|Publication number||US4440318 A|
|Application number||US 06/129,205|
|Publication date||Apr 3, 1984|
|Filing date||Mar 11, 1980|
|Priority date||Mar 11, 1980|
|Publication number||06129205, 129205, US 4440318 A, US 4440318A, US-A-4440318, US4440318 A, US4440318A|
|Original Assignee||Irving Berger|
|Export Citation||BiBTeX, EndNote, RefMan|
|Patent Citations (14), Referenced by (46), Classifications (17)|
|External Links: USPTO, USPTO Assignment, Espacenet|
The present invention relates to a portable self-contained beverage dispenser that provides for the immediate dispensing of a cooled soft drink and has particular application for use in the home refrigerator.
Soft or carbonated drinks are normally purchased for home use in either glass bottles or cans which are normally obtained by the consumer in quantities depending upon the frequency of use. Some glass bottles are of the so called "throw-away" variety, and these are preferred by consumers since they do not require storing for return when fresh bottles are purchased. However, throw-away bottles are objectionable because of the inherent disposal problems and thus for ecological reasons are not desirable. Soft drinks that are purchased in metal cans are equally objectionable since the cans must be disposed of or recycled, and disposing of the cans can provide a disposal problem which is also ecologically disadvantageous. Recycling of cans also requires additional time, effort and expense, and although the consumer is not directly involved in the disposal or recycling of bottles and cans there nevertheless is a community interest; but aside from the ecological considerations; the consumer is vitally concerned with the economic disadvantages of purchasing soft drinks from commercial establishments.
Those soft drink beverages that are purchased in returnable bottles, obviously are of some nuisance to the user, since the bottles must be stored for return to the supermarket or other commercial establishment, and not only do bottles provide a storage problem before and after consumption of the soft drink, but present an additional problem in the physical handling thereof in their return to the retail store.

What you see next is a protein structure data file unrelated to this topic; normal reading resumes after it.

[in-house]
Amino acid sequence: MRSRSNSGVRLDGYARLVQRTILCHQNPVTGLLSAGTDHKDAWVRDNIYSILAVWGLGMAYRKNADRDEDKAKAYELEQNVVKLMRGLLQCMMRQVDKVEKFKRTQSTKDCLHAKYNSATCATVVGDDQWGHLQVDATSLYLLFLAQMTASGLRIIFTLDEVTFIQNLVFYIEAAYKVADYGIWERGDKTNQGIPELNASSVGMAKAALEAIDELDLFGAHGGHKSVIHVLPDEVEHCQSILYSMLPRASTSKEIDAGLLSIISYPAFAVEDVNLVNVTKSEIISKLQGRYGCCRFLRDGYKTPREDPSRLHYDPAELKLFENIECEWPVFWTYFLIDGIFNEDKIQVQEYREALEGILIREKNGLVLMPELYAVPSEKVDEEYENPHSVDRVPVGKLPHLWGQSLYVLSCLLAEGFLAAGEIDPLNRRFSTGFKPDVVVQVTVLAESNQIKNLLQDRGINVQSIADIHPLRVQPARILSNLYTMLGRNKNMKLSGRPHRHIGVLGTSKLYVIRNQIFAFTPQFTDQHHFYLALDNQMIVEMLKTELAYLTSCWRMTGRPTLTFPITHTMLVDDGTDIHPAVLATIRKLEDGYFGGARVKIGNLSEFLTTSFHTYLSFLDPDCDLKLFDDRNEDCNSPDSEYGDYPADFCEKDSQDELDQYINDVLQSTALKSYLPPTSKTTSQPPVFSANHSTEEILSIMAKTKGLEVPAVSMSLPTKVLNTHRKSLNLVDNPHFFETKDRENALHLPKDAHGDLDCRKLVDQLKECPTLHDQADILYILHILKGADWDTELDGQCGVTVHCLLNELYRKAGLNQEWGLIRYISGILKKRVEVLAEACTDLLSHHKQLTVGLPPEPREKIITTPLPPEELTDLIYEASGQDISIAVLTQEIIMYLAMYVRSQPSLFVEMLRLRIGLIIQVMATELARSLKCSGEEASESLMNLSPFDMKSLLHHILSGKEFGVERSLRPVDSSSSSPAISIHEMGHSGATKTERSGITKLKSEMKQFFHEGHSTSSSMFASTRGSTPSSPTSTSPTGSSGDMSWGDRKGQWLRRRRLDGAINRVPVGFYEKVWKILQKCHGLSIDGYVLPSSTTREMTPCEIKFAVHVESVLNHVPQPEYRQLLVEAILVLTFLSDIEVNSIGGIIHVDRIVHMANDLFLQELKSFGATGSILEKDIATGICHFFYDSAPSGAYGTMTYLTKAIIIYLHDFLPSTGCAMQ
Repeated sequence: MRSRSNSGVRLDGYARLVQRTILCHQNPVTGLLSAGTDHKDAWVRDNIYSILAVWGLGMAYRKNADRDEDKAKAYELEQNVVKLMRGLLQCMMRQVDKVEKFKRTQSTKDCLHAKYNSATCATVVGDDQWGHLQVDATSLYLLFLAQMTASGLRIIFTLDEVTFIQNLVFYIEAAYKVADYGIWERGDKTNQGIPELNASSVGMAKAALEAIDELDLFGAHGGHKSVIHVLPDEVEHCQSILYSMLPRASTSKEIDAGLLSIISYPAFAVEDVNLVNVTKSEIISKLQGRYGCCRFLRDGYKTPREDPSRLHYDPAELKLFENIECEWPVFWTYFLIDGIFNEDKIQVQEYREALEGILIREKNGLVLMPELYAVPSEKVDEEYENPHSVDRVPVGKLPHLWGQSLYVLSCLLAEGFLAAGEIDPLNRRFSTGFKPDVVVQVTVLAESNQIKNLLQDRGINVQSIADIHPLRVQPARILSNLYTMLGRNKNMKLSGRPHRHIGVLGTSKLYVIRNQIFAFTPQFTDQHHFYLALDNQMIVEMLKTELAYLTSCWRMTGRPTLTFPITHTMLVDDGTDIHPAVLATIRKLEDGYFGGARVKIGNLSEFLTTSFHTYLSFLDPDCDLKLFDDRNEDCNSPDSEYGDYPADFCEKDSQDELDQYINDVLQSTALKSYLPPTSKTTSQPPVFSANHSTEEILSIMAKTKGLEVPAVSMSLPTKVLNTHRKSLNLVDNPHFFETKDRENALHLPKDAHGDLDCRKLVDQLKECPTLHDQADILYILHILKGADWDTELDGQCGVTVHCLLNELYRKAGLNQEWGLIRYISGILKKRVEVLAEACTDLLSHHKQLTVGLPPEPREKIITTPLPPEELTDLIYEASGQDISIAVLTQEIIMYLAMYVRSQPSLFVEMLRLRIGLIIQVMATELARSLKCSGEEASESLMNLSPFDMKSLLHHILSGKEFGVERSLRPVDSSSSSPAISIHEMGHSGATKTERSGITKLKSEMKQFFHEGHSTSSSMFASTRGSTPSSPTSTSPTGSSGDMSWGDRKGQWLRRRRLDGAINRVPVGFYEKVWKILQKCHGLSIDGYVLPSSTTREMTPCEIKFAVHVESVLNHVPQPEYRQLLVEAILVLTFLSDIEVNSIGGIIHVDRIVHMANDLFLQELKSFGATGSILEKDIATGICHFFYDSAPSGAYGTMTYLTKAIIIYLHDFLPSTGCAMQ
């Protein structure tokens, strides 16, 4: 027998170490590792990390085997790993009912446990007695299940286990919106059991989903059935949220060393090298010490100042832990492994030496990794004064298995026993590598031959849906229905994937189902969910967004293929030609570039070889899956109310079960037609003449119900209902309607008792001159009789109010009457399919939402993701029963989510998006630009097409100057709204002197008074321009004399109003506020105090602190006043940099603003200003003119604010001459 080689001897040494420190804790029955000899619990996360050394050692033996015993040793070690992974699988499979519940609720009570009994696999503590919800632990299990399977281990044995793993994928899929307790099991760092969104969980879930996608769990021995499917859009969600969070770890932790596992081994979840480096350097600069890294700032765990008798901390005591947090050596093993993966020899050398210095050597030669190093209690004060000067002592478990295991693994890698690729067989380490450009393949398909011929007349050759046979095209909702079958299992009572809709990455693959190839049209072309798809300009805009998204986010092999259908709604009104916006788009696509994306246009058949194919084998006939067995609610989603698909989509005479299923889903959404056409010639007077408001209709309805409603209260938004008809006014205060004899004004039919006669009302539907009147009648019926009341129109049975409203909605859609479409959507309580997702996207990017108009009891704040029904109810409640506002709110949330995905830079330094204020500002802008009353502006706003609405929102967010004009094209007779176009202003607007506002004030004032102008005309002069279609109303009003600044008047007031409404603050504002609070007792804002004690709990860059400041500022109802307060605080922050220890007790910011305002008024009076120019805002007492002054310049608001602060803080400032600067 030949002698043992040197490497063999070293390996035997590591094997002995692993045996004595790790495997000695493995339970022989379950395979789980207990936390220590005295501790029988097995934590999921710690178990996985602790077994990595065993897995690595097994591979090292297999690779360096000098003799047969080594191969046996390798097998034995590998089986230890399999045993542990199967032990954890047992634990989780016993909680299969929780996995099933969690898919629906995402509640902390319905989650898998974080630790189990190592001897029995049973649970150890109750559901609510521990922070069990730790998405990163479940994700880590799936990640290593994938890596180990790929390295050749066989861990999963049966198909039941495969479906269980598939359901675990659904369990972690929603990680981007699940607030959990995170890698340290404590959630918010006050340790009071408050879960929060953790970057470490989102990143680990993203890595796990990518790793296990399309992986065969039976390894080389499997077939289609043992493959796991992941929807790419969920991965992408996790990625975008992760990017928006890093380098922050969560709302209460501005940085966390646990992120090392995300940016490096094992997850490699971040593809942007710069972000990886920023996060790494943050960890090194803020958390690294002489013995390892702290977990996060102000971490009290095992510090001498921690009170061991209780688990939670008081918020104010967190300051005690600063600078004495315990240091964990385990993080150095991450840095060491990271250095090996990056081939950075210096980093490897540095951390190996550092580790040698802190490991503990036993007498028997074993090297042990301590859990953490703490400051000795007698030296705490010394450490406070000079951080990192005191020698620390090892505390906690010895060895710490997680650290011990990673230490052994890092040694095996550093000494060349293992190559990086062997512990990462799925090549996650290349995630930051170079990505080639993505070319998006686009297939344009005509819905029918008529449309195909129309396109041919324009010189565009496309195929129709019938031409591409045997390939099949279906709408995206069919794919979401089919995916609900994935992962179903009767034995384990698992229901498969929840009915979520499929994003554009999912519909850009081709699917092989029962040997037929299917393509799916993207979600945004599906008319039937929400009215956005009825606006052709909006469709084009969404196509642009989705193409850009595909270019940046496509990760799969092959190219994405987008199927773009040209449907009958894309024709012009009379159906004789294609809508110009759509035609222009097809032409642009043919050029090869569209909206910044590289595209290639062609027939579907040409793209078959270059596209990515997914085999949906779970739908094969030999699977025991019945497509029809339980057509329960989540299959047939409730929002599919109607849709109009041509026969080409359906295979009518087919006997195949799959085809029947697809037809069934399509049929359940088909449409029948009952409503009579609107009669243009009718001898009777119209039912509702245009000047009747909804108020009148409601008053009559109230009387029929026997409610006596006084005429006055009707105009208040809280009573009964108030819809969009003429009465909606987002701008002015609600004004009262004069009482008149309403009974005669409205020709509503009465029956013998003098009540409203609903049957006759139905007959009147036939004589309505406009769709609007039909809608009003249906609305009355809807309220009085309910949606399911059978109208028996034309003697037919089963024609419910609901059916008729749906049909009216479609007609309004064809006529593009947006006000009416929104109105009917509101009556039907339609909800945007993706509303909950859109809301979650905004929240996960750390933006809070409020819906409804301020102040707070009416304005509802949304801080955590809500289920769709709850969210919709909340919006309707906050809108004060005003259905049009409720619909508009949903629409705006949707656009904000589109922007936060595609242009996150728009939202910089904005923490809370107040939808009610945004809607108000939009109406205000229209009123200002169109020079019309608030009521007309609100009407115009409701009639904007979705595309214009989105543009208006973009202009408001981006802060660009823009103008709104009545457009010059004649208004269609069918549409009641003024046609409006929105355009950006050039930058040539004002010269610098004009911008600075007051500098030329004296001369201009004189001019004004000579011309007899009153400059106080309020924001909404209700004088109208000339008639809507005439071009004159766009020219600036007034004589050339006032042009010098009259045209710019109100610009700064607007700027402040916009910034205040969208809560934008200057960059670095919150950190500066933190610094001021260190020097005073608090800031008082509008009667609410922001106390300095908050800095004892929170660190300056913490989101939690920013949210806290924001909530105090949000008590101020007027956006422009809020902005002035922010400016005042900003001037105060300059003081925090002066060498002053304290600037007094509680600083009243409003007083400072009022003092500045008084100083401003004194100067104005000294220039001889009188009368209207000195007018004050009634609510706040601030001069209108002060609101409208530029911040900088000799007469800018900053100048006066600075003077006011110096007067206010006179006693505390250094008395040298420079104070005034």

Regardless of the manner in which soft drink beverages are purchased, they still are usually refrigerated to provide a palatable drink, and it is not uncommon for many families to keep several soft drink bottles in the home refrigerator at all times.
Some efforts have been made heretofore to avoid the purchase of bottles or cans of carbonated beverages, and these prior known systems have generally included a beverage dispenser that utilizes some form of a refrigerated carbonated water container and separately located syrup containers. In the prior known constructions, the carbonated water and syrup were mixed to provide a carbonated drink that was supposed to simulate a soft drink as dispensed at a soda fountain. However, these prior known home soda dispensers in most cases did not sufficiently mix the soda water and syrup and the resultant carbonated drink was not always palatable and satisfactory for the consumer's use. Further, these prior known home dispensers were somewhat complex in construction and as a result were uneconomical in the use thereof. In most instances, the prior known home beverage dispensers included a small refrigerator as part of the unit, which also materially increased the cost of the use of the unit.
The present invention is intended to provide a convenient carbonated drink dispenser that is portable and that is easily stored in the home refrigerator, and that further is economical in the use thereof so that a considerable savings is effected by use of the subject invention over that experienced in the use of bottles and cans as presently experienced by the consumer.
Of the prior known dispensing devices of which applicant is aware and that pertain to the subject invention, reference is made to the following U.S. Pat. Nos. Wallace, 2,014,824; Schwab, 2,032,722; Clarke et al, 2,085,956; Rubinfield, 2,515,570; Mueller, 3,069,869; Seener, 3,108,718; Baker, 3,191,402; Webster, 3,280,591; Bean, 3,266,672; and Cserny, 3,354,668.